I realize that my comments on the NCTM/NCATE draft standards are arriving too late to fit into your overall timeline on developing and approving the plans. I have just been browsing the draft plan for an elementary math specialist. I think the ideas in it are great, but that there are some serious omissions. Here are a few examples:
First, all of the mentions of "technology" refer to use of said technology in instruction and explorations. There is no mention of the idea that computer technology is an important part of the components of math. There is no mention of computer modeling or computational thinking. There is no mention of a student learning to use both human brain and computer brain to represent and solve problems. The word computer is not even in the document!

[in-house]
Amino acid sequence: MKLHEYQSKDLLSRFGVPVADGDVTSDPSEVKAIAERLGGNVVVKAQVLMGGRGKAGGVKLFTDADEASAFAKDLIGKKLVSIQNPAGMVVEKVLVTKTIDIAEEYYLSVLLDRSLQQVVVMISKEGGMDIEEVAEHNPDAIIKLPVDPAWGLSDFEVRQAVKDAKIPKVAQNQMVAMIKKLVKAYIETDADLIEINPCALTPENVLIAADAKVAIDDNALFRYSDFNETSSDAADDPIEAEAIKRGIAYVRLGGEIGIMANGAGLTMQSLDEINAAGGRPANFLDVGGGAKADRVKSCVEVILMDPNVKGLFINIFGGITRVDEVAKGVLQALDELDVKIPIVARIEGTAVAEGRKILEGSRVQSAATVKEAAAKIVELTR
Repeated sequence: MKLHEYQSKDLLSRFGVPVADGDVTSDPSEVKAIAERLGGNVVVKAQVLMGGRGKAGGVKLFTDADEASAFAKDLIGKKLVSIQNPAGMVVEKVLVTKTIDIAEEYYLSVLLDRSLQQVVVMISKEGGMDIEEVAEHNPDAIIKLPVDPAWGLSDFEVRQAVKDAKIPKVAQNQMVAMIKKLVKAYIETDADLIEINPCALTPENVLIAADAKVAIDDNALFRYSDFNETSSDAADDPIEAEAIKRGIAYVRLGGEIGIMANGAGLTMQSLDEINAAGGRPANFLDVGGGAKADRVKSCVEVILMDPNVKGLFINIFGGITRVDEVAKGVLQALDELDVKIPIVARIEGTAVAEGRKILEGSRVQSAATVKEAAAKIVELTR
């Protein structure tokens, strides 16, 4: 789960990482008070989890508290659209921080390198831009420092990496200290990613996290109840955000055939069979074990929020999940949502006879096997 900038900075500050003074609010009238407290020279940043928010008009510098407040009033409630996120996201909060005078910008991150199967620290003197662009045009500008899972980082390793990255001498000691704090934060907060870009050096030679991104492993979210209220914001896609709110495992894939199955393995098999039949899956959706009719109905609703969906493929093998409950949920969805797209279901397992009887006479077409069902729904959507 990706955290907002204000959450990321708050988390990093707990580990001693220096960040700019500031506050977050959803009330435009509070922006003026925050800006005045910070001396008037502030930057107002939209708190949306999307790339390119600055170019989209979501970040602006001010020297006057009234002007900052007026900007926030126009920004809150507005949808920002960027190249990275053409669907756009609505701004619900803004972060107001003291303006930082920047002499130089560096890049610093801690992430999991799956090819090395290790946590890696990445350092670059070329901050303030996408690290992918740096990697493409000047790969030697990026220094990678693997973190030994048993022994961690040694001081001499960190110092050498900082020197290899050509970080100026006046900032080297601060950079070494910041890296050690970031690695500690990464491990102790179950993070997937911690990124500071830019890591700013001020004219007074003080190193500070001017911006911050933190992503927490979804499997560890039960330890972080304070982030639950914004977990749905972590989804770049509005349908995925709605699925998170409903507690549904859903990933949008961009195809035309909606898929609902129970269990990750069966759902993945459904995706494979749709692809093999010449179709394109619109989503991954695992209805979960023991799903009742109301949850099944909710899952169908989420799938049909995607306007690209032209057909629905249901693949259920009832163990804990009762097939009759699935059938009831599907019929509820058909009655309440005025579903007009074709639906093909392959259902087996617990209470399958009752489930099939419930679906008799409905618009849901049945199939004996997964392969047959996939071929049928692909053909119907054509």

Second, there seems to be no mention of cognitive neuroscience as it relates to teaching and learning math. There is no mention of dyscalculia, dyslexia, dysgraphia, or other math-related areas of cognitive neuroscience.
Third, there is no mention of games (both off and on a computer) as an aid to teaching, learning, and exploring math.
Fourth, there is no mention of the basis idea of learning to read math well enough to learn math by reading math?or helping students and their teachers gain this skill.
Fifth, the term math maturity is not used. Certainly the ideas are there?so, I wonder if the actual term has completely gone out of style? If so, what term or expression are you using to describe both teachers and their students moving toward developing math-related habits of mind and other aspects of math maturity that tend to last a lifetime?
Dave Moursund Emeritus Professor University of Oregon